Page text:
Where I’m taking my platinum badge at SXSW, and why you should follow

Credit: Pixabay

As an Austin native, I’ve grown up with South By (what we call it). Back when I first attended in 1991, a $25 wrist band got you into multiple venues downtown on 6th street to see bands you’d never heard of. The narrow scope focused you. Now that South By is a culture-marketing-tech mashup, you have to focus yourself. The key is deciding ahead of time what larger inspiration and meaning you intend to bring back, and planning out content dives accordingly.

While you never know when you’ll run into the next @grumpycat - that’s the beauty of South By - you don’t want your entire experience to be happenstance, particularly if you have to justify the time and expense. Sure, it’s cool to “be there” when the next big thing pops. But our role and value as marketers isn’t to know everything new, it’s to find and work the connection points to elusive consumers. For example, being in the room when Twitter was announced in 2007 didn’t make me a smarter marketer. But many substantive marketing conversations have.

I have come to count on South By for ways that smart marketing can activate a wide audience without big broadcast media budgets. I’ve learned from event presentations and activations that people will engage when given a common platform, because everyone wants a voice - which is what motivated me to co-found Greatest Common Factory. Mashable tapped into partygoers by offering free iPhone screen filters (this was before Snapchat came along), and had hundreds of geeks waiting in line to get the filters and then tweet about the experience. Samsung promoted the hashtag #poweron, which would then get a bike messenger to pedal a phone charger to you. The lesson: We can, and must, get personal in a huge crowd.

For my time and money, South By 2017 is all about storytelling. Specifically, how to understand the way the brain works and how to use all the new technologies to marketing advantage. Because the more ways we can deliver a message to people, the more critical it is for that message to be a brand truth that’s carefully coordinated. The steak is the sizzle when it comes to brand technology.

So I’ll be sidestepping the free beer and zeroing in on the brands and marketing track, particularly talks that explore the science behind how content works. For example, Intimacy at Scale promises to talk about how we can connect with people on an authentic, human, one to one level and have that happen over and over in thousands and thousands of occurrences. And Being Human, Personal Stories Change the World explores how bearing witness to our modern age in a timely and authentic way, builds a following. These talks get to the heart of the marketing challenge in a tech-broadened world.

I’ll follow that up with 15,000-Year-Old Marketing Strategy: Why It Works and Next Generation Marketing with Neuroscience. This is the guts of what we do every day, explained in ways and by people we don’t routinely get access to. That’s real front-lines intelligence to inform everything we do as an agency.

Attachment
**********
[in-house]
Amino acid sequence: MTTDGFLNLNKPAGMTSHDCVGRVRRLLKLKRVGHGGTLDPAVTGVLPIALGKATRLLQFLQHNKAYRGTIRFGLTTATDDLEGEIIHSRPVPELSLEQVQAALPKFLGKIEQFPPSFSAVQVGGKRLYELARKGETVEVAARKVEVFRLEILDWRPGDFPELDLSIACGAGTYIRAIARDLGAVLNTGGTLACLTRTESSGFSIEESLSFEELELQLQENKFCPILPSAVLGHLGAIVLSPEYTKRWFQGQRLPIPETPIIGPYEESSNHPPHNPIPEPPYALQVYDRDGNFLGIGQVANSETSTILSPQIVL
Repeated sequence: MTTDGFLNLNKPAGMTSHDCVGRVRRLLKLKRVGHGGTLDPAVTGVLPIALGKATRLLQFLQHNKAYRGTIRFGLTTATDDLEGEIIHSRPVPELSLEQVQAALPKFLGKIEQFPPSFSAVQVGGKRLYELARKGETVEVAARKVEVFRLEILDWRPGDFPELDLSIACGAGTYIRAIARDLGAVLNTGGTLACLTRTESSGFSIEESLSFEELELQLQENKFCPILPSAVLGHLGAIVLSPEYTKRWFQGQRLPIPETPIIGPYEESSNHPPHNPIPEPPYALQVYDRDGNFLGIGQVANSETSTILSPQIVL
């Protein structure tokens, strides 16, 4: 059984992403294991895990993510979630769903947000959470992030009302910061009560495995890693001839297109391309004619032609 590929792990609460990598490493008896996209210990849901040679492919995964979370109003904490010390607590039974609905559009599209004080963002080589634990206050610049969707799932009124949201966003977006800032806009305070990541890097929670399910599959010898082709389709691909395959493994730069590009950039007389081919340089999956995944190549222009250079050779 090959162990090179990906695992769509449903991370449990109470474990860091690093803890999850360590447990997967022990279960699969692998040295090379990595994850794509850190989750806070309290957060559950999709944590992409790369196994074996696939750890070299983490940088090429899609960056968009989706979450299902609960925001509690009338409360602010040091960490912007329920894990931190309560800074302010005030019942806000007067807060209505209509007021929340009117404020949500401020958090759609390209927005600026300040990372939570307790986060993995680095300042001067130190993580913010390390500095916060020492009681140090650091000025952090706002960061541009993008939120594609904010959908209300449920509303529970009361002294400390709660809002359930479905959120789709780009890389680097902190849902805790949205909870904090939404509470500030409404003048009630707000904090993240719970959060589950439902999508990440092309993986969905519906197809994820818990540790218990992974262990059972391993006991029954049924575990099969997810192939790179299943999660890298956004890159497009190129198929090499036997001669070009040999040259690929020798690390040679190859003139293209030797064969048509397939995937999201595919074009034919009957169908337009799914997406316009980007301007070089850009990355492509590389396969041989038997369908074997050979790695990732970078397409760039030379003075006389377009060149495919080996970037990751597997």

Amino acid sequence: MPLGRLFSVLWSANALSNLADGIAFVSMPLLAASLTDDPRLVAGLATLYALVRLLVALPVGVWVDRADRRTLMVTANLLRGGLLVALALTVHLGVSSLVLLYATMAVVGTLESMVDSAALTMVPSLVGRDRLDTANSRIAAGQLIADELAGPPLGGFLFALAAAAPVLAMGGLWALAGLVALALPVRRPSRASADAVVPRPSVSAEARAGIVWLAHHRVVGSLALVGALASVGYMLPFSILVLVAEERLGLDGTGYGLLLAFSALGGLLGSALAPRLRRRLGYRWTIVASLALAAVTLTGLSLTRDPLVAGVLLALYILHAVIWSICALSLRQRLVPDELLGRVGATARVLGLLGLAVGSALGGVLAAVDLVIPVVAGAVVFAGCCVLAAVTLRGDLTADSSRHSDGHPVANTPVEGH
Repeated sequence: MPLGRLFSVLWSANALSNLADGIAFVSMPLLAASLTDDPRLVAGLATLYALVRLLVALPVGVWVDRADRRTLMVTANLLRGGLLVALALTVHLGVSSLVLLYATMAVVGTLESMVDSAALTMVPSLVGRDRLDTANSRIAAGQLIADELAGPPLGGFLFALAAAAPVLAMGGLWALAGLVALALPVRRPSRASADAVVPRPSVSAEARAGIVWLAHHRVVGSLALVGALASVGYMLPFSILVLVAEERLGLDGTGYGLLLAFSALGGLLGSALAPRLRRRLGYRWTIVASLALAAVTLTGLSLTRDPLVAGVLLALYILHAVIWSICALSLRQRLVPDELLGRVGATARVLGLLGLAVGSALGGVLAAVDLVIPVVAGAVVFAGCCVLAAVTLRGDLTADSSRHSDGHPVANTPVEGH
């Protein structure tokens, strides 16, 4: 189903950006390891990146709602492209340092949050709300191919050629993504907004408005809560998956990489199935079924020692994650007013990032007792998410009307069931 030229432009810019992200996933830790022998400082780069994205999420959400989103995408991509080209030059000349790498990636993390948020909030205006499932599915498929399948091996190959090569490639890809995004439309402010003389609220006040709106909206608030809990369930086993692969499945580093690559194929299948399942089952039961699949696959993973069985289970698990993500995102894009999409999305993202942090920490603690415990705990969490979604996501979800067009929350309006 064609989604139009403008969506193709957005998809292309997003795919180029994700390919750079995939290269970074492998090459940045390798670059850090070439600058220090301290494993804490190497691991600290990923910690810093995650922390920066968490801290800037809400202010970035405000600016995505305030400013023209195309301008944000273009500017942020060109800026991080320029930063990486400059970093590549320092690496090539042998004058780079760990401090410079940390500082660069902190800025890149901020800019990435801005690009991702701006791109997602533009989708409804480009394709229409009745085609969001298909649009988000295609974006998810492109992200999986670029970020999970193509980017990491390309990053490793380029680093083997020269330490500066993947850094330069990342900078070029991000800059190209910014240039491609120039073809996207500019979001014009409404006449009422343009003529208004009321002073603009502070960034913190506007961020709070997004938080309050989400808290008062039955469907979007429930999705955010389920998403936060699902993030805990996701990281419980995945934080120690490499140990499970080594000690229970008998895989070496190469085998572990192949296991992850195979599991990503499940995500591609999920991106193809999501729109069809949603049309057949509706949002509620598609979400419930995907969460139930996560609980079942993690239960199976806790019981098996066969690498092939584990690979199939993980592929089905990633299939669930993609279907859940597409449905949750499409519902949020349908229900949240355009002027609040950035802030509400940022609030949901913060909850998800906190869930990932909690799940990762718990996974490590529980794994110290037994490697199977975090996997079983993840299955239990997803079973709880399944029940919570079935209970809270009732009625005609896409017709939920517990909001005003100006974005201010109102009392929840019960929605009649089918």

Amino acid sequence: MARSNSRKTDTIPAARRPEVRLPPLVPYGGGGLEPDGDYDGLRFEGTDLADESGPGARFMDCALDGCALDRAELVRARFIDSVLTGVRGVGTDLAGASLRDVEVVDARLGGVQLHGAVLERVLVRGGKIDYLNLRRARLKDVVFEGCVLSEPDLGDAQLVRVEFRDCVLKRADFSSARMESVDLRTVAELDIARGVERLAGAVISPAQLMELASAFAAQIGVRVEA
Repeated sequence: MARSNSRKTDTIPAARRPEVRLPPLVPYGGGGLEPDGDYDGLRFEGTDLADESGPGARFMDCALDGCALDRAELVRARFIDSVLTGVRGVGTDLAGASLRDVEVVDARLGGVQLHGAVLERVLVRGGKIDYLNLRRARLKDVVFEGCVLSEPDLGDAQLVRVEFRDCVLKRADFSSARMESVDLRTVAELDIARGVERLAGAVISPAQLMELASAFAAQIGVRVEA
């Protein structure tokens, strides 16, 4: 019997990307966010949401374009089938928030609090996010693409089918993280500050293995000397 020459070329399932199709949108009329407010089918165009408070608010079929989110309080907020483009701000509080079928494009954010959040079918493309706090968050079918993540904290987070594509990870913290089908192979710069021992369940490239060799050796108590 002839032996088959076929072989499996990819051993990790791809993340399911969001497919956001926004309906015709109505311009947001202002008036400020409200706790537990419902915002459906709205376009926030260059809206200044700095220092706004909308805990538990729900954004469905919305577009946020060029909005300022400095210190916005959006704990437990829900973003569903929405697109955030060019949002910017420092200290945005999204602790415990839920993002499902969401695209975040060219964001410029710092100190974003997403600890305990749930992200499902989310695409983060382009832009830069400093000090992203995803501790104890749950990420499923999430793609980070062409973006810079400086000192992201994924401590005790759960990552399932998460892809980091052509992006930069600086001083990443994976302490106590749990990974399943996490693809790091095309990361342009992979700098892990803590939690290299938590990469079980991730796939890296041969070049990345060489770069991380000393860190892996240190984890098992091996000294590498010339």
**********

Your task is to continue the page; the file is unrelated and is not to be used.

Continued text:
Then I’m going to 20 Years of Data, the Hearbeat of the Internet, because it promises insight into how to make all of our new data relevant and useful. Yes, there may be some overlap here, but I’m counting on getting different perspectives and looking for the greatest common factors and win/wins.

For the same reason, I’m going to explore cause marketing. I care about stories that make brands the agents of a better world, and how/why some stories resonate broader than others. In particular, I’ll be going to Cause We Care- Creating Authentic Partnerships and Good is the New Cool: Market Like You Give a Damn. All the while I’ll be listening for two things. First, can we really make this approach work for the mass brands out there? Second, is doing good as a brand tied exclusively to a cause, or is having a truly useful and delightful product good enough?

I will be going to one tech-based offering, Is VR/AR the New Storytelling or the Old 3D? I believe the answer will be decided by the content conveyed within. My answer: “it’s the new video game controller.” You may also see me in the Brandcast Design Lounge, where new methods of digital development are on display. At a time when change in information happens faster than we can organize around it, fluid storytelling often requires one person to do it all. The lounge is where I’m most likely to try out the next tool that can deliver messaging platforms faster and easier. These small lounges are always a great way to meet and talk with the makers.

There’s a world of difference between excitement and meaning. If you’re a marketer on business, do yourself a favor: Skip the futuristic tech, pass by the party booths, and join me at the panels with real utility. That’s where the great value – advances you can apply to your brands now – is concentrating at South By in ways you won’t find at the dozens of prototypical marketing conferences.

Karen Jacobs is co-founder of Austin-based agency Greatest Common Factory

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